Over the course of his career, the late, great Howard Zinn published a number of papers, books and spoken-word albums, sharing with us his views on the world. Of all his work, one of my favorite releases is Artists in a Time of War. On this 45-minute CD, Howard discussed at length the role of an artist during tumultuous times. And aren’t the times always a bit tumultuous? There always seems to be a war, a famine, a scandal, a crisis, or some sort of controversial court case.
Last week George Zimmerman was acquitted of all charges in the killing of Trayvon Martin. I wasn’t in the court, and I wasn’t on the jury, but it upsets me that a young kid walking down the sidewalk can just be shot and killed simply because someone else doesn’t like how he looks. For millions of people following the case, the verdict was a devastating blow.
Then there’s Edward Snowden, the former NSA employee turned whistleblower. Any intelligent human knows that the government has the means to spy on all its citizens, and now we’re finally getting some proof that they actually have been. The implications of this become increasingly frightening the more they are discussed.
But what power do we have? What are you or I supposed to do?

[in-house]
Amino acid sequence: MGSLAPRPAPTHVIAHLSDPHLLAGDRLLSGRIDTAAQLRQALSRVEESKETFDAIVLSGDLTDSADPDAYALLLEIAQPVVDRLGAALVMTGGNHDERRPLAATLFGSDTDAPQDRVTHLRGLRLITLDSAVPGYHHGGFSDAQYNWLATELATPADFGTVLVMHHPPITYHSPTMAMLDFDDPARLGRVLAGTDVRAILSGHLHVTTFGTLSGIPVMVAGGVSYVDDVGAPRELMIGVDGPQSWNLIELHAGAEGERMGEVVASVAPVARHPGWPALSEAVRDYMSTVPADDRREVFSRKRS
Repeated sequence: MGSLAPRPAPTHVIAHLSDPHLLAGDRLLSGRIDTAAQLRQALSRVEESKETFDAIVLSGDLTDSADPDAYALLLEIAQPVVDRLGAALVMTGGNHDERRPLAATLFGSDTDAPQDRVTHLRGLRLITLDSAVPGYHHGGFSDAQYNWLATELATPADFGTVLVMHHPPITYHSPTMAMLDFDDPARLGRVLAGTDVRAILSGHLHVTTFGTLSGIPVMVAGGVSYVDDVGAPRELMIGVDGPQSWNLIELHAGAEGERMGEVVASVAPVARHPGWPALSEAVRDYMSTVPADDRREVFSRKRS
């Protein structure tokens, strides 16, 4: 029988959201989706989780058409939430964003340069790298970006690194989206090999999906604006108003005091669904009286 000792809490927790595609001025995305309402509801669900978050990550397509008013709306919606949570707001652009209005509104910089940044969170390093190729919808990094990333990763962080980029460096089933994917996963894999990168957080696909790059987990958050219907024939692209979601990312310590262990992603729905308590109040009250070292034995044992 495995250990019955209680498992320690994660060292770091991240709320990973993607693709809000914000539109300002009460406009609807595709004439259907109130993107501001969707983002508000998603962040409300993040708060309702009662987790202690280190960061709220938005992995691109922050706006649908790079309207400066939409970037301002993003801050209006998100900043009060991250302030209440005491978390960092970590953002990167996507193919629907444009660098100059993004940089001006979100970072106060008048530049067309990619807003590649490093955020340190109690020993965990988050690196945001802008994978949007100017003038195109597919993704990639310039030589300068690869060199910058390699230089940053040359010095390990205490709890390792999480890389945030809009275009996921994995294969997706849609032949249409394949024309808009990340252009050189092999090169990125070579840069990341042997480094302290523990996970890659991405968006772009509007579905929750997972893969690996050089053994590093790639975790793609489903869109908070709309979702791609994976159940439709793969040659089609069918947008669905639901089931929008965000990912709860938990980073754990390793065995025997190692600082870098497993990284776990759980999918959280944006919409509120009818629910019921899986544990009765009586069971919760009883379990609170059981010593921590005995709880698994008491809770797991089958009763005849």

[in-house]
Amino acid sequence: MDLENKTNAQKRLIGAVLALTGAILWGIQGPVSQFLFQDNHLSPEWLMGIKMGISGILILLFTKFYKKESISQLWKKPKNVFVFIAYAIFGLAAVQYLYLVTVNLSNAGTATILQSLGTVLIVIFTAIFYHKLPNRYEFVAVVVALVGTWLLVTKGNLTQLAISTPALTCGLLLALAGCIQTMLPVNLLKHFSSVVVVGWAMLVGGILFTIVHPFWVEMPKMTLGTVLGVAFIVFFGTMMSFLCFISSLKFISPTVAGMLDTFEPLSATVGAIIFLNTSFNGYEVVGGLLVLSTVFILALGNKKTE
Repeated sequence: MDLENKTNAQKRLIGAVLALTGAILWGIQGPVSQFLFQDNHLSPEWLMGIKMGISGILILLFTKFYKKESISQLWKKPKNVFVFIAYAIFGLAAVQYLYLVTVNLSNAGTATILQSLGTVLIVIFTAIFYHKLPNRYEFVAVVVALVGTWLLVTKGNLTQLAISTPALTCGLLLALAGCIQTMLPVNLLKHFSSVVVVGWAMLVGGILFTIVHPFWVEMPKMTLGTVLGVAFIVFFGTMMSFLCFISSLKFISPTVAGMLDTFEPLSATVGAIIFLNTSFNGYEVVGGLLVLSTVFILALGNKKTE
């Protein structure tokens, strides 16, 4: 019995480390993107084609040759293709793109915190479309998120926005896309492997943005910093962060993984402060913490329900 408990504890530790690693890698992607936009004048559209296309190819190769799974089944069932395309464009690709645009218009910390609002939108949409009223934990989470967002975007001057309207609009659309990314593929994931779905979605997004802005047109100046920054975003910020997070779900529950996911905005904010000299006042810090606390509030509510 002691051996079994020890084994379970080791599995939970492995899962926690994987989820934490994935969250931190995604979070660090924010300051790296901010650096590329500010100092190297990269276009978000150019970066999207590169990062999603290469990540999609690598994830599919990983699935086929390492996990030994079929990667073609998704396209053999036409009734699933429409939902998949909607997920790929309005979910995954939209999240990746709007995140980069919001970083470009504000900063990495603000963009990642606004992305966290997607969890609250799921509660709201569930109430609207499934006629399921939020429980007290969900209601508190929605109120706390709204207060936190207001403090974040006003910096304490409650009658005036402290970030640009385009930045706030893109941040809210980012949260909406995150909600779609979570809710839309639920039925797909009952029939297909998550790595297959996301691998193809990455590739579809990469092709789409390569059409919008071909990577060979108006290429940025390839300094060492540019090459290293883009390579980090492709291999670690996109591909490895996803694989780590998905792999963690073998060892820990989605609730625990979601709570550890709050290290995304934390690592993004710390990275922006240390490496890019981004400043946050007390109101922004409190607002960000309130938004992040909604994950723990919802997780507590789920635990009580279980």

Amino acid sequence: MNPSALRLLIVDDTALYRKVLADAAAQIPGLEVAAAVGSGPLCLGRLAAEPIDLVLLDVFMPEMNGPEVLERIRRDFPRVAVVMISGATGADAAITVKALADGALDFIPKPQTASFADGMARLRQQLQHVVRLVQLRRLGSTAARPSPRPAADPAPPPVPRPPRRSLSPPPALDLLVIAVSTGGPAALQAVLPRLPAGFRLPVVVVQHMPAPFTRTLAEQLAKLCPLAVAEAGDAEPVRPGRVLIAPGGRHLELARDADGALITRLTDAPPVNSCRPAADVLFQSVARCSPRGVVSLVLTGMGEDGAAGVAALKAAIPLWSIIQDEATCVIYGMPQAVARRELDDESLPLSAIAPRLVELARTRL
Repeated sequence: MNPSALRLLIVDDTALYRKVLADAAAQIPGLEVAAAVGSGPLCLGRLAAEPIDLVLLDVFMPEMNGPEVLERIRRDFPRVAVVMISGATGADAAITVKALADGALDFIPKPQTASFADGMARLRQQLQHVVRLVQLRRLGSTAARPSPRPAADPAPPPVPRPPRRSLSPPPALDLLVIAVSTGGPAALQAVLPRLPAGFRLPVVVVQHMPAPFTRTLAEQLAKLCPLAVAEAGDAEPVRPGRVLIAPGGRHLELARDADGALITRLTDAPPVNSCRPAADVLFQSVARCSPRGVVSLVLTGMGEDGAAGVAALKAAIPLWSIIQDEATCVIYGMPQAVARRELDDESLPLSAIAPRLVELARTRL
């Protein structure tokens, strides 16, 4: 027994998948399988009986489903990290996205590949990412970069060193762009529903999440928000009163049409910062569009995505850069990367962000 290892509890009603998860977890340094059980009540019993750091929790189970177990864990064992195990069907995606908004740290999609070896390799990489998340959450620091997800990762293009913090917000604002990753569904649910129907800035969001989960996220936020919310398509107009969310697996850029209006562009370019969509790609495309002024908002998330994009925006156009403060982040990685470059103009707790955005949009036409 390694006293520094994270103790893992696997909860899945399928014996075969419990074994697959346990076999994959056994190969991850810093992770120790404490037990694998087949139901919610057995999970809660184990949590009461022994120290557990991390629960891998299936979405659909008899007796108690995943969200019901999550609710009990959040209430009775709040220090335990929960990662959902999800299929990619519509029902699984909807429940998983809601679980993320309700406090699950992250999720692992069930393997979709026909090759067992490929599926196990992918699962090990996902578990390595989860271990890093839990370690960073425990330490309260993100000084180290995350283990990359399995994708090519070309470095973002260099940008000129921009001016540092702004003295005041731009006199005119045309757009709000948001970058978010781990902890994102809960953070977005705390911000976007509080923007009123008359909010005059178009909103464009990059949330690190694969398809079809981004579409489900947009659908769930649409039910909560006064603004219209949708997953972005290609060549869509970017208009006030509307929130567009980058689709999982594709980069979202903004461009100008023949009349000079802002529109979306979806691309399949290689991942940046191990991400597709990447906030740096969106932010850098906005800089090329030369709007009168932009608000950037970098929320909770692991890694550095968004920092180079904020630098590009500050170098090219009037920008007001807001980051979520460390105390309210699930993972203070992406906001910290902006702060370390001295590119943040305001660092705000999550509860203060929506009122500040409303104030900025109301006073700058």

It’s easy to become frustrated when thinking about these seemingly larger-than-life problems, and it is sometimes difficult to find a way to feel like we are affecting change. We can go to rallies, protests, and marches to battle the things with which we disagree, sure. We sign petitions, or boycott companies that don’t behave the way we feel they should. (I left Verizon this week for a smaller phone carrier because of the Snowden fiasco.) But as artists, we have not only the ability, but also the responsibility, to do more.
Whether you focus on painting, music, film, or any other genre, you can make your voice heard. As for me, I’m a writer. So here I am, writing. It’s okay if you don’t have all the answers. I don’t, and I don’t pretend to. I have no idea how to solve the problems of the world.
What We Can Do in Art and War
I have my own set of moral codes, and when I hear about massive events that go against what I believe, I get angry. Sometimes all a person knows is that they are pissed off. So start there. Make art. Because there are a lot of other people out there who are just as upset as you, but don’t know how to express it. The hard-working average citizen is just begging for someone to bring voice to their troubles.
Art, in all its forms, is not only a way for individuals to express themselves, it is also a doorway to a public discussion. A way for people to connect on a larger scale, to find common ground, and to relate to one another. It is also a way to record history as we see it unfolding. The high-ups will always try to write and rewrite history, but they can’t stop us from writing our own novels or songs. They can’t stop us from painting murals or taking photos. Art and war are old bedfellows; art is the best weapon we have to fight the power! So use it!
I’m certainly not telling anyone what to think, or feel, or believe. I’m just telling you to think, to feel, and to believe. In something, in anything! Then share those thoughts, feelings, and beliefs. Because without art, we may as well just lay down and die.